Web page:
Hey, remember when I used to make cake? Me too. And then I got all huge and spent my weekends hunting down pushchairs in the wilds of North London and then I had a baby, so the cake took a back seat. Well, it turns out that my little boy is really good at sleeping through electric mixers, so I’m sure I can juggle baking AND changing nappies (though not at the same time, because that stuff is nasty).

Anyway, my foray back into flours and sugars yesterday took the form of a fatless Victoria sponge. Fatless, you say? Yes: there’s no butter. The cake rises using the air you’ve whisked into egg whites. I would like to think that this turns the cake into health food. If you ignore the amount of whipped cream you put in it later.

You start with sieving plain flour, cornflour and baking powder together, then, in a separate bowl, separating four eggs and whisking the whites until stiff. Every recipe I’ve ever come across brings out this old chestnut about egg whites being ‘stiff’, and no one has ever specified exactly what they mean. So I take a guess: generally I keep going until the egg is clinging to the whisk like this:

You add caster sugar to the egg whites, then pour in the whisked egg yolks, then whisk a bit more, then fold in the flour mixture. I wasn’t sure how long you were supposed to keep whisking at this point, either, so left it when the mixture dripped smoothly off the whisk like this:

Mostly because my arm was hurting.

That’s about it, as far as the preparation goes: the whole thing is divided between two 8-inch cake tins (I had to use 7-inch tins, because that’s what I’ve got) and they go into the oven for 20 minutes.

Once out, the sponges are a strange, delicate, bubbly texture. They don’t have the same elasticity as a regular sponge, which unfortunately meant they came out in a cone shape, to match the slightly sloping edges of my tins. Use tins with straight edges, if you’ve got them. But lightness is to be encouraged when my previous sponge efforts have been dense enough to use as a Grade-A weapon.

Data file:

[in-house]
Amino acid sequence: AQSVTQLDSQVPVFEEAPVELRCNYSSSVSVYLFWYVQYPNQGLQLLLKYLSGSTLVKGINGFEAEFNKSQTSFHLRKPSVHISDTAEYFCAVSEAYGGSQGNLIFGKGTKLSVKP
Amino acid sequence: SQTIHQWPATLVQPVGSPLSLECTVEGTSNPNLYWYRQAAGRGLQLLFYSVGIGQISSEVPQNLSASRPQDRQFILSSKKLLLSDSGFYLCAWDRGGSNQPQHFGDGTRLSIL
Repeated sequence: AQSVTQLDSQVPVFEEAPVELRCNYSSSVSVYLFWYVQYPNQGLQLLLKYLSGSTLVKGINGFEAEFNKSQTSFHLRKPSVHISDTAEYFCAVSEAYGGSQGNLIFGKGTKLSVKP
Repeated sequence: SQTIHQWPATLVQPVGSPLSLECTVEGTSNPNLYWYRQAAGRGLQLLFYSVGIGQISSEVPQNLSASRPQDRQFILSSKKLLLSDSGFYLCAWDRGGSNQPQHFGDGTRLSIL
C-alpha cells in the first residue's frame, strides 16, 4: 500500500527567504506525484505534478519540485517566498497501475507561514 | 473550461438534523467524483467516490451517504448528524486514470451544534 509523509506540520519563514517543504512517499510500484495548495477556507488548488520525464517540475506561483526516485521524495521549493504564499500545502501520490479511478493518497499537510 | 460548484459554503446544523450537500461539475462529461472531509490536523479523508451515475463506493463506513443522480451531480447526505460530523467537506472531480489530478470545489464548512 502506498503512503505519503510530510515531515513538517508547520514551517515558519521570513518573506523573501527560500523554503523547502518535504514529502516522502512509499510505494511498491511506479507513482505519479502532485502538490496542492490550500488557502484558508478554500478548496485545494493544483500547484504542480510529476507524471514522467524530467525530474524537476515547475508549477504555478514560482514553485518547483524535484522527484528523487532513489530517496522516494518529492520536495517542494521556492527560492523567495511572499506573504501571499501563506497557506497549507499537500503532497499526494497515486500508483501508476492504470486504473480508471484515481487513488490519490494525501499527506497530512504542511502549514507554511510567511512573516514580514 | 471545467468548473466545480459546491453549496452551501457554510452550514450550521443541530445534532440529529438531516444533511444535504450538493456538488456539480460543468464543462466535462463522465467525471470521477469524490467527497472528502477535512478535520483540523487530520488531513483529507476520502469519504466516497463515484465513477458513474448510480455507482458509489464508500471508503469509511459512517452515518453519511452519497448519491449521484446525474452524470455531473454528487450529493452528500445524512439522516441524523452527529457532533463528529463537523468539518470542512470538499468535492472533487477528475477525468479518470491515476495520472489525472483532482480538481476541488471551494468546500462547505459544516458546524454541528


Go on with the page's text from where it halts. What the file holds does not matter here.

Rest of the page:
Strawberries, cream and jam are all things that make me exceedingly happy, especially in combination, so I took the construction of the Victoria sponge very seriously. First, cake no. 1 went face-down onto the plate. Then I spread the jam carefully on the top. The sponges are so light that a little ham-fisted spreading could ruin everything, so I stirred the jam vigorously first to make it more movable.

Then I whisked the cream. I always, always accidentally over-whisk cream, and yesterday was no exception. I had to blob it on top of the jam with a spatula, and then spread it out as delicately as possible.

Then came the strawberries. You need about five or six.

And finally, because you can never have too much jam in a given situation, I drizzled some more on top (having heated it up a bit in the microwave).

You almost don’t need another cake on top of this, especially when it’s an odd, lopsided shape and doesn’t fit properly, but since I’d made one, and all, I decided to use it. A bit of icing sugar on the top completed the task.

And there we have it. Clearly, this cake will not be winning any Best in Show prizes. It looks like a wonky spinning top. But – and this is the important part – YUM. The sponge is light and feathery, and the filling is enough to make one weep with joy.

Deliciousness: Lovely, lovely, loveliness. Never mind that it’s not summer anymore. You can never go wrong with a bit of cream and jam.

Complexity: I need to work on appearances (or possibly just buy some different cake tins). But if you can make this with a sleeping four-week-old in the background, you can make it anywhere. It’s not hard.

Washing-up pile: Ten items. I’ll do them tomorrow, honest.

Casualties: Arm-ache from propping up the electric mixer. Wimp.

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